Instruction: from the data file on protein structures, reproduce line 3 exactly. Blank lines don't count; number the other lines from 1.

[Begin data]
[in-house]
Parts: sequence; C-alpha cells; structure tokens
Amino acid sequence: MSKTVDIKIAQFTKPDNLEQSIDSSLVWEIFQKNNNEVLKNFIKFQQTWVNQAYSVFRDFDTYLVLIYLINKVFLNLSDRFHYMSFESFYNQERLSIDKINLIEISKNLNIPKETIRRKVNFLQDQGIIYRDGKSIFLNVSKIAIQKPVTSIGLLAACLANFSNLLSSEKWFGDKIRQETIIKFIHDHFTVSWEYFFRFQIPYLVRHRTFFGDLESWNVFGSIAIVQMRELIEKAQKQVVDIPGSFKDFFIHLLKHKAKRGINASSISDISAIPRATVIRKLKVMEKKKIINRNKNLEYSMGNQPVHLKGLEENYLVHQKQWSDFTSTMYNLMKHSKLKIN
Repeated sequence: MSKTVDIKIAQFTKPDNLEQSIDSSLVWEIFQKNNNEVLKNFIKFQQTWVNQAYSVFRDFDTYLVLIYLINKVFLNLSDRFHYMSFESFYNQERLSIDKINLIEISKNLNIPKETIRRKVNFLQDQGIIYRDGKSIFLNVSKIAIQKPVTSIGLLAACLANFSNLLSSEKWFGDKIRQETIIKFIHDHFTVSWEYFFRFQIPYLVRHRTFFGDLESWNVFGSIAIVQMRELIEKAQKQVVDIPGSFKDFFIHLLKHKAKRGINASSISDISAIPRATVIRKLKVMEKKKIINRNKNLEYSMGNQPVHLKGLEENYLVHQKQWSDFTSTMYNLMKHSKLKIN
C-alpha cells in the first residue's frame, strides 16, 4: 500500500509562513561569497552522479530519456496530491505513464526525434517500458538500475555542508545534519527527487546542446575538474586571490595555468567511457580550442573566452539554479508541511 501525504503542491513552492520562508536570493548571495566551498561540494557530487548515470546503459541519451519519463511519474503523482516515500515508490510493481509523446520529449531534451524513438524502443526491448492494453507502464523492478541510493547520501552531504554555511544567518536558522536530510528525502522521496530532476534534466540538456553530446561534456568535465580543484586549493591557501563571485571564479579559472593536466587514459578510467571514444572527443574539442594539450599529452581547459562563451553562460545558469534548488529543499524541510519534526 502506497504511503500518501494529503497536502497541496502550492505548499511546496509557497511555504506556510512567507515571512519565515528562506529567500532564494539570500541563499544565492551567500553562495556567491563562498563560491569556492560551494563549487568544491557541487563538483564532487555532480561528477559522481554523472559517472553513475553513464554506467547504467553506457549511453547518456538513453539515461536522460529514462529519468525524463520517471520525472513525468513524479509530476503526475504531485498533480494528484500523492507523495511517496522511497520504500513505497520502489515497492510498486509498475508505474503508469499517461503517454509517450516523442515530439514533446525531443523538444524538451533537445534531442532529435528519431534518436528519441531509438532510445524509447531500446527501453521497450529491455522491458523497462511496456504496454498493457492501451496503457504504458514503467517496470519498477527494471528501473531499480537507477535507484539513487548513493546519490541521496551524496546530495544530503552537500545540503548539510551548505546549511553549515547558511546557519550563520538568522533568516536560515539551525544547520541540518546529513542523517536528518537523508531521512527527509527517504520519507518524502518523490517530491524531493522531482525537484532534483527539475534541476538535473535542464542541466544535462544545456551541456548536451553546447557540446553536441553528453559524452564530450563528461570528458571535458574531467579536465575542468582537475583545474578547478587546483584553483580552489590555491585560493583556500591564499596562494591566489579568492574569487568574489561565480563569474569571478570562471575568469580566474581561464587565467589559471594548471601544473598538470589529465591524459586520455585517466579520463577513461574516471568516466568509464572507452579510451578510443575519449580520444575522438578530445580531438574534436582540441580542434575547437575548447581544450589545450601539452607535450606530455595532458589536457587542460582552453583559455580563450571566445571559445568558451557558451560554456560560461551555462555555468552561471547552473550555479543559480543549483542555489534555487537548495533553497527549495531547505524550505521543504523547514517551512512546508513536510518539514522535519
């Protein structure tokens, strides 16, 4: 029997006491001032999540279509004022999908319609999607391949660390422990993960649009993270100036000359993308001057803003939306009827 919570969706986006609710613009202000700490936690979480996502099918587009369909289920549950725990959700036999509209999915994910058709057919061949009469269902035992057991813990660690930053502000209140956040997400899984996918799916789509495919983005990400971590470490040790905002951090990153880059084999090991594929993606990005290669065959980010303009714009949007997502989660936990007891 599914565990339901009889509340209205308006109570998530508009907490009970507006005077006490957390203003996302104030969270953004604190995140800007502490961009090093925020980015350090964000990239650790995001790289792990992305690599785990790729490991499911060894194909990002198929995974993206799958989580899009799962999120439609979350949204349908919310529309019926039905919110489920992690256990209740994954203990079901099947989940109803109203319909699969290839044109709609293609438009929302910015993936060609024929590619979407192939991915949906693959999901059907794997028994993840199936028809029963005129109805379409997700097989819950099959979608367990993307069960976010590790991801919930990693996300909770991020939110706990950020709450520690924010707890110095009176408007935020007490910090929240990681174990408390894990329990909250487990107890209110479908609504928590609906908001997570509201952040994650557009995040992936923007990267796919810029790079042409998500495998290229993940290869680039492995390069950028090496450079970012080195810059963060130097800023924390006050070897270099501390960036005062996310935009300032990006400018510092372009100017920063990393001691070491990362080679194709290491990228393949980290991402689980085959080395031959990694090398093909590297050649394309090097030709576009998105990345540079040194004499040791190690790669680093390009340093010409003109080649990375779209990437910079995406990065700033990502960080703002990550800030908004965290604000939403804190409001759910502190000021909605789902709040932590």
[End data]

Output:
Amino acid sequence: MSKTVDIKIAQFTKPDNLEQSIDSSLVWEIFQKNNNEVLKNFIKFQQTWVNQAYSVFRDFDTYLVLIYLINKVFLNLSDRFHYMSFESFYNQERLSIDKINLIEISKNLNIPKETIRRKVNFLQDQGIIYRDGKSIFLNVSKIAIQKPVTSIGLLAACLANFSNLLSSEKWFGDKIRQETIIKFIHDHFTVSWEYFFRFQIPYLVRHRTFFGDLESWNVFGSIAIVQMRELIEKAQKQVVDIPGSFKDFFIHLLKHKAKRGINASSISDISAIPRATVIRKLKVMEKKKIINRNKNLEYSMGNQPVHLKGLEENYLVHQKQWSDFTSTMYNLMKHSKLKIN